High-affinity inhibition of a family of Plasmodium falciparum proteases by a designed adaptive inhibitor.

Biochemistry

PubMedID: 12859191

Nezami A, Kimura T, Hidaka K, Kiso A, Liu J, Kiso Y, Goldberg DE, Freire E. High-affinity inhibition of a family of Plasmodium falciparum proteases by a designed adaptive inhibitor. Biochemistry. 2003;42(28):8459-64.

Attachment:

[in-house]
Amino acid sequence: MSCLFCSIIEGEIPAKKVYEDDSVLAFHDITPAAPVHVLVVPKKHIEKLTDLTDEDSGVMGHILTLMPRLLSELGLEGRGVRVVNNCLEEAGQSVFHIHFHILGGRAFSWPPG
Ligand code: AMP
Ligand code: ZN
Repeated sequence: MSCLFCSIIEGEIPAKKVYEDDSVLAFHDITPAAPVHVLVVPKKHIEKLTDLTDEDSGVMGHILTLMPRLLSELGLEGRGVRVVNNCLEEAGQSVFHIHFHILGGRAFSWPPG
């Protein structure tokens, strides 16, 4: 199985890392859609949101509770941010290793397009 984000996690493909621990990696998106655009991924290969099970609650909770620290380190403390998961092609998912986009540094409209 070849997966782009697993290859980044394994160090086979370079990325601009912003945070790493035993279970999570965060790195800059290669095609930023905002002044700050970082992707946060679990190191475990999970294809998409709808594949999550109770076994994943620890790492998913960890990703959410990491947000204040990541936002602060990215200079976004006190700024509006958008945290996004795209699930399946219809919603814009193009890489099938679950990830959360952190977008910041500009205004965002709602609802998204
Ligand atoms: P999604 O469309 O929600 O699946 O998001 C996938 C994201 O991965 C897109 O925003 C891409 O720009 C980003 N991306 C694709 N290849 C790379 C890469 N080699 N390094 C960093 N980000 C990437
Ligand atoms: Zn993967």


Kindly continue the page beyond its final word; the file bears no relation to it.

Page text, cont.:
Drug development against viral or microbial targets is often compounded by the existence of naturally occurring polymorphisms or drug resistant mutations. In the case of Plasmodium falciparum, the etiological agent of malaria, four related and essential proteases, plasmepsin I, II, and IV and the histo-aspartyl protease (HAP), have been identified in the food vacuole of the parasite. Since all of these enzymes are involved in the hemoglobin degradation of infected victims, the simultaneous inhibition of the four enzymes can be expected to lead to a faster starvation of the parasite and to delay the onset of drug resistance, since four enzymes will need to mutate in a concerted fashion. This study describes the design of an adaptive inhibitor intended to inhibit the entire plasmepsin family. Adaptive inhibitors bind with extremely high affinity to a primary target within the family and maintain significant affinity against the remaining members. This objective is accomplished by engineering the strongest and most specific interactions of the inhibitor against conserved regions of the binding site and by accommodating target variations by means of flexible asymmetric functional groups. Using this approach, we have designed an inhibitor with subnanomolar affinity (0.5 nM) against the primary target, plasmepsin II, and with no loss or a very small loss of affinity against plasmepsin IV, I, and HAP (K(i) ratios of 0.4, 7.1, and 17.7, respectively). The core of the inhibitor is defined by an allophenylnorstatine scaffold. Adaptability is provided by an asymmetric amino indanol functional group facing one of the key variable regions in the binding site. Adaptive inhibitors, which display high affinity against several variations of a primary target, are expected to play an important role in the chemotherapy of infectious diseases.